“In the bleak mid-winter
Frosty wind made moan;
Earth stood hard as iron,
Water like a stone;
Snow had fallen, snow on snow,
Snow on snow….”
My last review was “mid October”:https://www.silvertraveladvisor.com/review/attraction/205734-review-brumby-wood when leaves were changing colour. Since then winter has come and trees are bare. the only colour is the green of ivy climbing up the trees. The undergrowth has died down allowing light to the woodland floor and allowing some really early growth of ground flora.
Steady rain in November and December turned paths to mud and fallen leaves to the consistency of soggy cornflakes. The lowest part of the woodland flooded.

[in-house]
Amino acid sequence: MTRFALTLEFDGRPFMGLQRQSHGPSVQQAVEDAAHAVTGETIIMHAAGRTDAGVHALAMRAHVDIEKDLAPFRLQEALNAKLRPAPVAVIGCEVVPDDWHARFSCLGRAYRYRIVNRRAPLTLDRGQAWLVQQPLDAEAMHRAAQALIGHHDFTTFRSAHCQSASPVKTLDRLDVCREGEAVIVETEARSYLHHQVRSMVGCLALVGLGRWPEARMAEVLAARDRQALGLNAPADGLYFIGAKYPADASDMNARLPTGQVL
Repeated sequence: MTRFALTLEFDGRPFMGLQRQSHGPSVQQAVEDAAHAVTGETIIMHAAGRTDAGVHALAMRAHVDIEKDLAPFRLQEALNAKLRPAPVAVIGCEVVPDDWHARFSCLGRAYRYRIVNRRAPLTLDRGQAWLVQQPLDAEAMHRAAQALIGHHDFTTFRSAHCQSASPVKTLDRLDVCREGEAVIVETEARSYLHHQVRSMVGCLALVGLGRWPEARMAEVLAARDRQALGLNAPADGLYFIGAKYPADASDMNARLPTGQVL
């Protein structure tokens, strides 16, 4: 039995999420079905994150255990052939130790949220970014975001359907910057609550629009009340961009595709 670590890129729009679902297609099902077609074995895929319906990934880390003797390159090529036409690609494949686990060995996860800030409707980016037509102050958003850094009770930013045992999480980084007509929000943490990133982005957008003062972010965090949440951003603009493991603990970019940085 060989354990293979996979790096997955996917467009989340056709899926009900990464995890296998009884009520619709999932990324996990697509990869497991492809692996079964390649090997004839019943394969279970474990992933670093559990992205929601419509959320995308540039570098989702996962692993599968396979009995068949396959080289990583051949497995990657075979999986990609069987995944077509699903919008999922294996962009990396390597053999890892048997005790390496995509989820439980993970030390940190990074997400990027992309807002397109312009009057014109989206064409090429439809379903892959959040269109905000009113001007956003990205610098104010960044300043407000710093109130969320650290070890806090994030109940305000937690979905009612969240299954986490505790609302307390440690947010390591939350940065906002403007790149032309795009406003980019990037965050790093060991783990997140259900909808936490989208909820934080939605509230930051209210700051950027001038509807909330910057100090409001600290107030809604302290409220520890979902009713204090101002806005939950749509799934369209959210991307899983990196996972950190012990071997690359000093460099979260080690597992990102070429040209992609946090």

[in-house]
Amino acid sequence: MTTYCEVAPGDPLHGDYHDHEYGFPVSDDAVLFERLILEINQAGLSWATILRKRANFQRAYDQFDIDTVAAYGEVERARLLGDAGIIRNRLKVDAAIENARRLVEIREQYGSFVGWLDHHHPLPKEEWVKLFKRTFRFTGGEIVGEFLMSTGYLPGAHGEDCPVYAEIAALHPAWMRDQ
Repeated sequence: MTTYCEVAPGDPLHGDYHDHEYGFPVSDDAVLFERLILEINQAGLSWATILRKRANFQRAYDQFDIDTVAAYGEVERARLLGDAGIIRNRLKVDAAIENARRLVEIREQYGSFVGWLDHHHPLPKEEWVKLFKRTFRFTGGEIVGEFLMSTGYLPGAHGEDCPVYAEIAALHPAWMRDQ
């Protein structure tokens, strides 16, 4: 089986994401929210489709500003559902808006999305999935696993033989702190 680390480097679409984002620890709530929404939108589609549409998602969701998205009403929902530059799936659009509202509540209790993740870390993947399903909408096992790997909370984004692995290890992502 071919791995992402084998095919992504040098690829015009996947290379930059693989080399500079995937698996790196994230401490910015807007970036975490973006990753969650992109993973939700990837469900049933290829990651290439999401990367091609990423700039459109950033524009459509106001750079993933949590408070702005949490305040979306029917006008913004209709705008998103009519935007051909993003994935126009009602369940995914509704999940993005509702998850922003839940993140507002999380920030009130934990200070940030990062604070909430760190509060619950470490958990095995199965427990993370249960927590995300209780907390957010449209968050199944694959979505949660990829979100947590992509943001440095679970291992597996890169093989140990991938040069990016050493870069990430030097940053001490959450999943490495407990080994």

January brought sub zero temperatures and the soil really did turn to iron. I could resume walks through the woods without returning home clarted* up with mud. It was very much a monochrome landscape with varying shades of brown, more so on dull days.
February brought the ‘Beast from the East 2’ with heavy falls of snow. Now the woods appeared in stark contrast of black and white. Tiny footprints in the soil reveal a surprising about of wild life despite the cold. (I was reminded very much of the description of the wold Wood in winter from Wind in teh Willows – except there were no eyes peeri ng out of burrows… )
Clart is a Northumberland dialect word for mud and can be used to describe a range of different conditions from dirt to less desirable conditions. ‘In the clarts’ is a great way of politely describing less than favourable conditions… It can also be used as and adjective or verb.